LWOTW: As a fantasy author, what do you think of dreams, imagination, and planning?
I write best when I am in a rather dreamy head space, almost as if I am once-removed from the work itself, so I guess dreaming is an essential part of my writing life. As for planning, I refused to plan my first book, but have since been won over to the idea that my muse quite likes some sort of guidance. When it comes to imagination, if there was no opportunity for colouring outside the lines I think life would quickly become very dreary.
LWOTW: Good point! What’s the highlight of your writing career so far?
I love the fact that Esme’s Wish is published and people actually read it and enjoy it enough to want to read the sequel – I’m still pinching myself! Another highlight that comes to mind is receiving Wendy Orr’s commendation for my book cover. A writer friend encouraged me to ask her and to my absolute surprise, Wendy, a wonderful and generous veteran author who has written many award-winning books, agreed.
LWOTW: That’s wonderful! So, what are you most busy with at the moment?
I have finally got back into writing the second book in the Esme series. I’m also working on getting better at photography. Now that I live near the water I am newly inspired. I used to paint and I miss being visually creative, even though I do get to imagine scenes for my books.
LWOTW: I’m glad to hear that Esme #2 is on the way. Now, if you could say one thing to aspiring writers, what would it be?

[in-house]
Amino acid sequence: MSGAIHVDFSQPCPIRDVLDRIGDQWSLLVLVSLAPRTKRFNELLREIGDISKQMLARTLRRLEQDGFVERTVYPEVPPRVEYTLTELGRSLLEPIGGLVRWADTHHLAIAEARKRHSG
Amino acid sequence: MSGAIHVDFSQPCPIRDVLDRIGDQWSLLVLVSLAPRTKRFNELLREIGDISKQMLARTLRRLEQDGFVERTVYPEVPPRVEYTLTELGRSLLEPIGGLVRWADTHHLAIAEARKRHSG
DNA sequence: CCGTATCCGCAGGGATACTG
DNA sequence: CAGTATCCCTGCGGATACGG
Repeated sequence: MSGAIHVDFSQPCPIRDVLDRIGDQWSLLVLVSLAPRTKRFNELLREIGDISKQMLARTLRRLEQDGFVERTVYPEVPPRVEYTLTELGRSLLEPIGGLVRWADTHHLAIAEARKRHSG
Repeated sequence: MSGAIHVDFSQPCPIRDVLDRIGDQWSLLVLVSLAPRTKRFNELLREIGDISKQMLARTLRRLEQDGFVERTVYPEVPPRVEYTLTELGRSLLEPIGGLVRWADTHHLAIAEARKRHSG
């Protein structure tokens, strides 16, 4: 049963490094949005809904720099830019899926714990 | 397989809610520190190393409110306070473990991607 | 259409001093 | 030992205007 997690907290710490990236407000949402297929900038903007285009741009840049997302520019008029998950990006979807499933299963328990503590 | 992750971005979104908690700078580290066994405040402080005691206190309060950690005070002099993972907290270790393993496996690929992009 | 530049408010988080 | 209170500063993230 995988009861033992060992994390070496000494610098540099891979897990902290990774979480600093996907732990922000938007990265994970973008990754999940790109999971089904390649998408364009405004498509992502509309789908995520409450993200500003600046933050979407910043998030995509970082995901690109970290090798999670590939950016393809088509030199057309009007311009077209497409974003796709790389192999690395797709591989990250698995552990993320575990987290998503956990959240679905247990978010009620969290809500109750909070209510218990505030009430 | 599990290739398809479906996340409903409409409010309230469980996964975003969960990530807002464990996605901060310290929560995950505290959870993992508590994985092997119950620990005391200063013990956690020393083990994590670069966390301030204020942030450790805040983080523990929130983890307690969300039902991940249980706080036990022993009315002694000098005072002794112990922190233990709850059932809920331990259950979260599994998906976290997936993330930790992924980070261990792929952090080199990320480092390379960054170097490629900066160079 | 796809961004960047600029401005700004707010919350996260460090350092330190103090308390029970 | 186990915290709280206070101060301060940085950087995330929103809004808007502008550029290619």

I always give the same advice. Write a lot, read widely, seek useful feedback and stay humble. Eventually you might find you have on your hands a publishable story or two!
And the Last Word of The Week: What’s your favourite colour?
I’ve just been reading on of Armistead Maupin’s Tales of the City novels – the first I’ve read, and the last of the series. And there was a TV series too. I know, I’m well behind. But here a a couple of writerly things to note:
POINT ONE:The book I read was Book Eight (Mary Ann in Autumn). While I was aware – vaguely – of this series, I’d never read any of the novels. (I will now.) However, I had absolutely NO trouble following the story, keeping on top of the characters’ relationships with each other, or accepting their back stories, no matter how light the mention. This book stood alone. How did this happen?
I think it’s because the links are there. Maupin’s technique was to introduce a new (to me) character at the end of each chapter, and then pick up that character’s story in the next chapter. The continuity of scene and time/space (ie the realism of the San Francisco of the 2000s) connected every character’s story line to the others. As a writer of fantastical and historical stories, I appreciated Maupin’s mastery here. Complete consistency of time and space is necessary for the story to feel ‘true’. World building is essential, even when writing modern realist novels.
POINT TWO: Life wisdom can jump out of any story line. If a particular life truth happens to gel with the reader’s current or recent life experience, then that reader is hooked into the truth value of the story.
In my case, it was a line about dementia:
“Ray had Alzheimer’s these days … which rendered him foggy but jolly, a nicer person than his former ornery self.”